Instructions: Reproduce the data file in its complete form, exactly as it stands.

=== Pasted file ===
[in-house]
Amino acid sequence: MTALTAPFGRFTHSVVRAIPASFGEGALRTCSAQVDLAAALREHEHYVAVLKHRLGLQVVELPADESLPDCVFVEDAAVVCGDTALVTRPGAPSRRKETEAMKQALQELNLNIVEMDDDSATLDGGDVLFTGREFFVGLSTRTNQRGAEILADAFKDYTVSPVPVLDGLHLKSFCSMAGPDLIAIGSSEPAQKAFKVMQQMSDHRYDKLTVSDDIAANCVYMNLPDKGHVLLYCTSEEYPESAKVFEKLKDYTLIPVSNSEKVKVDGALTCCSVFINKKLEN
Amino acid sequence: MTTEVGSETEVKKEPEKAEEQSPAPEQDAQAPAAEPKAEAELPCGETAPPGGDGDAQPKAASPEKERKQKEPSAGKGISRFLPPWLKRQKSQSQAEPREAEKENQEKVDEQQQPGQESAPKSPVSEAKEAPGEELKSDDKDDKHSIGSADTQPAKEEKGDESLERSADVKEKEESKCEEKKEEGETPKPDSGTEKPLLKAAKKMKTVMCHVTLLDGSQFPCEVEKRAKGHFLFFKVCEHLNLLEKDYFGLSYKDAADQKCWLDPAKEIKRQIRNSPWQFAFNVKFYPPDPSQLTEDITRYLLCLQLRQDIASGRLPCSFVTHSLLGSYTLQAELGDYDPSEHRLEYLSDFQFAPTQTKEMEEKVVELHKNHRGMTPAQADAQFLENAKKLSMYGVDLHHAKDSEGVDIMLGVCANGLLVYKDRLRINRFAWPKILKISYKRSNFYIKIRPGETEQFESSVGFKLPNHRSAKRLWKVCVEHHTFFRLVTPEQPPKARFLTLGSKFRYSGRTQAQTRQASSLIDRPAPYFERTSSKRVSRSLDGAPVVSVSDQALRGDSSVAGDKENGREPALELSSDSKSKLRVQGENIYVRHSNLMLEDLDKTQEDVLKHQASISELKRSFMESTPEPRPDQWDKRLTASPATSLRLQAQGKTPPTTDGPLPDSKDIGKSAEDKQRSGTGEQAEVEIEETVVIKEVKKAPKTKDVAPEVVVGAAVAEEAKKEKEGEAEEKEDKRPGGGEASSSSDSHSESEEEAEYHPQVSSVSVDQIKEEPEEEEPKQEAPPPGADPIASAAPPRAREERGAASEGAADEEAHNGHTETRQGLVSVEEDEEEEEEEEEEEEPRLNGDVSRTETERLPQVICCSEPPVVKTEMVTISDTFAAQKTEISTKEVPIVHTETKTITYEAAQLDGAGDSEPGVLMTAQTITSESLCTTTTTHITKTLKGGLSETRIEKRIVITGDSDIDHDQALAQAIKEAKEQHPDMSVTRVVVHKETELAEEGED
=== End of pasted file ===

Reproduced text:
[in-house]
Amino acid sequence: MTALTAPFGRFTHSVVRAIPASFGEGALRTCSAQVDLAAALREHEHYVAVLKHRLGLQVVELPADESLPDCVFVEDAAVVCGDTALVTRPGAPSRRKETEAMKQALQELNLNIVEMDDDSATLDGGDVLFTGREFFVGLSTRTNQRGAEILADAFKDYTVSPVPVLDGLHLKSFCSMAGPDLIAIGSSEPAQKAFKVMQQMSDHRYDKLTVSDDIAANCVYMNLPDKGHVLLYCTSEEYPESAKVFEKLKDYTLIPVSNSEKVKVDGALTCCSVFINKKLEN
Amino acid sequence: MTTEVGSETEVKKEPEKAEEQSPAPEQDAQAPAAEPKAEAELPCGETAPPGGDGDAQPKAASPEKERKQKEPSAGKGISRFLPPWLKRQKSQSQAEPREAEKENQEKVDEQQQPGQESAPKSPVSEAKEAPGEELKSDDKDDKHSIGSADTQPAKEEKGDESLERSADVKEKEESKCEEKKEEGETPKPDSGTEKPLLKAAKKMKTVMCHVTLLDGSQFPCEVEKRAKGHFLFFKVCEHLNLLEKDYFGLSYKDAADQKCWLDPAKEIKRQIRNSPWQFAFNVKFYPPDPSQLTEDITRYLLCLQLRQDIASGRLPCSFVTHSLLGSYTLQAELGDYDPSEHRLEYLSDFQFAPTQTKEMEEKVVELHKNHRGMTPAQADAQFLENAKKLSMYGVDLHHAKDSEGVDIMLGVCANGLLVYKDRLRINRFAWPKILKISYKRSNFYIKIRPGETEQFESSVGFKLPNHRSAKRLWKVCVEHHTFFRLVTPEQPPKARFLTLGSKFRYSGRTQAQTRQASSLIDRPAPYFERTSSKRVSRSLDGAPVVSVSDQALRGDSSVAGDKENGREPALELSSDSKSKLRVQGENIYVRHSNLMLEDLDKTQEDVLKHQASISELKRSFMESTPEPRPDQWDKRLTASPATSLRLQAQGKTPPTTDGPLPDSKDIGKSAEDKQRSGTGEQAEVEIEETVVIKEVKKAPKTKDVAPEVVVGAAVAEEAKKEKEGEAEEKEDKRPGGGEASSSSDSHSESEEEAEYHPQVSSVSVDQIKEEPEEEEPKQEAPPPGADPIASAAPPRAREERGAASEGAADEEAHNGHTETRQGLVSVEEDEEEEEEEEEEEEPRLNGDVSRTETERLPQVICCSEPPVVKTEMVTISDTFAAQKTEISTKEVPIVHTETKTITYEAAQLDGAGDSEPGVLMTAQTITSESLCTTTTTHITKTLKGGLSETRIEKRIVITGDSDIDHDQALAQAIKEAKEQHPDMSVTRVVVHKETELAEEGED